Burmese map of cosmos according to commentaries


is supposedly a Burmese map of either Jambudvipa or the Loka from 1833. The site I got it from said nothing but the date and that it was supposedly “according to the commentaries.” Can anyone tell us more about what’s going on here? What is this representing? Is it a fake? It has Burmese script on it, but it just look so odd, I can’t imagine what it’s supposed to be. I am very interested, though.


Do you have better quality or link to original book? I will ask my friends to translate few sentences. Btw what is the source?


It’s from Ven Shravasti Dhammika’s blog: dhamma musings: Gaps In The Maps?


There are some elements that I recognize from the Sarvastivada Abhidharma description of Jambudvipa.
There are four rivers running in the four cardinal directions and meeting in a central lake. I think there is a tree near this lake, or maybe it’s that tree in the upper part of the drawing. When this tree’s fruit falls on water, it produces a sound: jambu! Thus the name of this subcontinent, Jambudvipa. :laughing:

But that is neither coming from an early text nor is it a correct description of the universe. So I don’t think it is so beneficial to pursue its meaning.


It looks like the Bodhi Tree/Bodhagaya is on the top, a detail I took from the Venerable’s blog. Do you think that’s Sumeru with the tree on top?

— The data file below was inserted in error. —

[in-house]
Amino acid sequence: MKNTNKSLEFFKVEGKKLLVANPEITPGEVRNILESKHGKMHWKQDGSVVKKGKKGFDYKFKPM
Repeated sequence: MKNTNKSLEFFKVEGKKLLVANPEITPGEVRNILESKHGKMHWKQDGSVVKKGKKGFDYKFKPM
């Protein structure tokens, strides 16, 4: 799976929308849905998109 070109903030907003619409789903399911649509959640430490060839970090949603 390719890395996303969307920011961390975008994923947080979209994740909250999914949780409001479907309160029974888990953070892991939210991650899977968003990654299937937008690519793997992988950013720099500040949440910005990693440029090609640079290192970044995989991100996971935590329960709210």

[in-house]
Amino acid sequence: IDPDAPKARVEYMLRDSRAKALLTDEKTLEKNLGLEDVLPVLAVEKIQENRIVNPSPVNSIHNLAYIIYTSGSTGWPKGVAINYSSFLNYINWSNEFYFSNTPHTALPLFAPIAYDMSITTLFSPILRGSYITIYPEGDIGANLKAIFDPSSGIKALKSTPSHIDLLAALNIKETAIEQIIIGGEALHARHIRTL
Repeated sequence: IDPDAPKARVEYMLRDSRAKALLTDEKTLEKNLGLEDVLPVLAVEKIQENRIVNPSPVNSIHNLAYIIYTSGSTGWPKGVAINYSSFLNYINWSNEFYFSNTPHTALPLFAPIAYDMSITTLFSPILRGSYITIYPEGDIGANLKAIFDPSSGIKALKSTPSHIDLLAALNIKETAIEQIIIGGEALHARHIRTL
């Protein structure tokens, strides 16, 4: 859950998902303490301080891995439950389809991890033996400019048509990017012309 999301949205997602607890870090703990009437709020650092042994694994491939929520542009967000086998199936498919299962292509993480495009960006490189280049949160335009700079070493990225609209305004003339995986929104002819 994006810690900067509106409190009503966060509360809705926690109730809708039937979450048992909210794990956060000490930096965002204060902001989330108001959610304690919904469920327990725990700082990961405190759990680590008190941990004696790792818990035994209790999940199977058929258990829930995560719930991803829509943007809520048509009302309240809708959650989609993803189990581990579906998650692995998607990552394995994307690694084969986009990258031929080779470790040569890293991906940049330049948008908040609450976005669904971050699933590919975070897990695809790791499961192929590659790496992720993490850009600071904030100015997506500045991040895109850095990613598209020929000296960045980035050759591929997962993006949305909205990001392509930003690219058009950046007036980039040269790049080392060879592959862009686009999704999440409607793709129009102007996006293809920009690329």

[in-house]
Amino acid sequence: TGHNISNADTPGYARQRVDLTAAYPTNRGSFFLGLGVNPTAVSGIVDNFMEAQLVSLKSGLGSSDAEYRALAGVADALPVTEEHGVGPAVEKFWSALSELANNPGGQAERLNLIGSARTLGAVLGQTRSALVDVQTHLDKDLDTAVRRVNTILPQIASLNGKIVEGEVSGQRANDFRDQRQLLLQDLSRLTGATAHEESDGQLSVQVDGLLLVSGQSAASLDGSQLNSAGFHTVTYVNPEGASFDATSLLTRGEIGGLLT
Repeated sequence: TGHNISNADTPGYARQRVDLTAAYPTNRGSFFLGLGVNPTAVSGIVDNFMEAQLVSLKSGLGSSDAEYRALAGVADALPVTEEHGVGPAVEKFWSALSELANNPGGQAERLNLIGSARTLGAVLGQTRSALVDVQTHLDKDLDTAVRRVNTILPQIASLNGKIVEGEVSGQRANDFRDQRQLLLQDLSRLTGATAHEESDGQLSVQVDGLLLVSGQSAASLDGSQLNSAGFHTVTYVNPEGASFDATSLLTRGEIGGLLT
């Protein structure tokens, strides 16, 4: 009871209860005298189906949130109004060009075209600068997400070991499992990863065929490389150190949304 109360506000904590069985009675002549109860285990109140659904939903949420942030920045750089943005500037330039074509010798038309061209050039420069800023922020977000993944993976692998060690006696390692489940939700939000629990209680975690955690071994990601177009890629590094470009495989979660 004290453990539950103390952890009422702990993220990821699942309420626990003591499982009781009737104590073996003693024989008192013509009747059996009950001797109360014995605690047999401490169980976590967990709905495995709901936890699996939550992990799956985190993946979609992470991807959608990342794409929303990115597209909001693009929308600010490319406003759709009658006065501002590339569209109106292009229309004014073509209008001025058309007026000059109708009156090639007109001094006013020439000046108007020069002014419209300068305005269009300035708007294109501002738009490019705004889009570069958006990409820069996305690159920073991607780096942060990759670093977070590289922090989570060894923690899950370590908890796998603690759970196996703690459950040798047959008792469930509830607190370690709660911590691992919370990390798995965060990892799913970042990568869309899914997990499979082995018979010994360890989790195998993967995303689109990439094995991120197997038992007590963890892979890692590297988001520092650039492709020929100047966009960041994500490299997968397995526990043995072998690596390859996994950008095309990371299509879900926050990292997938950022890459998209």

It’s difficult to know if we are viewing Sumeru from the side or Jambudvipa from above.


The word jambu in Indonesian-Malay means ‘rose apple’. The main shape in this map looks like a tree shedding fruits the shape of rose apples. What is the Burmese word for rose apple I wonder.

Rose apple: Syzygium samarangense - Wikipedia


Could you provide a reference for that understanding?
I have always thought the name jambudvipa has to do with the presence of jambu/jamun trees:

The word Jambudvīpa literally refers to “the land of Jambu trees” where jambu (also known as jamun) is the Indian Blackberry (Syzygium cumini) and dvīpa has two meanings “island” or “continent” and “planets” situated in the ocean of outer space.


Hi, Gabriel.

This is from Jamgon Kongtrul’s Myriad worlds.

Vasubandhu wrote in the Abhidharmakosha-basyam:

Near this lake is the Jambu tree. Our continent receives
its name Jambudvīpa, either from the tree, or from the fruit of the tree, which
is also called jambu. (page 1057 - translation by Lodro Sangpo. vol II, Motilatl Banarsidass Publishers, Delhi, 2012).

To which Jamgon Kongtrul commented in the book Myriad Worlds:

“Kongtrul comments (MWBC.112) that “at the shore of the lake stands a fruit tree
called the jambu, which bears a sweet fruit the size of a clay pot, named jambu from the sound made by the ripened fruit falling into the water. Since this continent is adorned by this tree, it is known as the Land of Jambu.””

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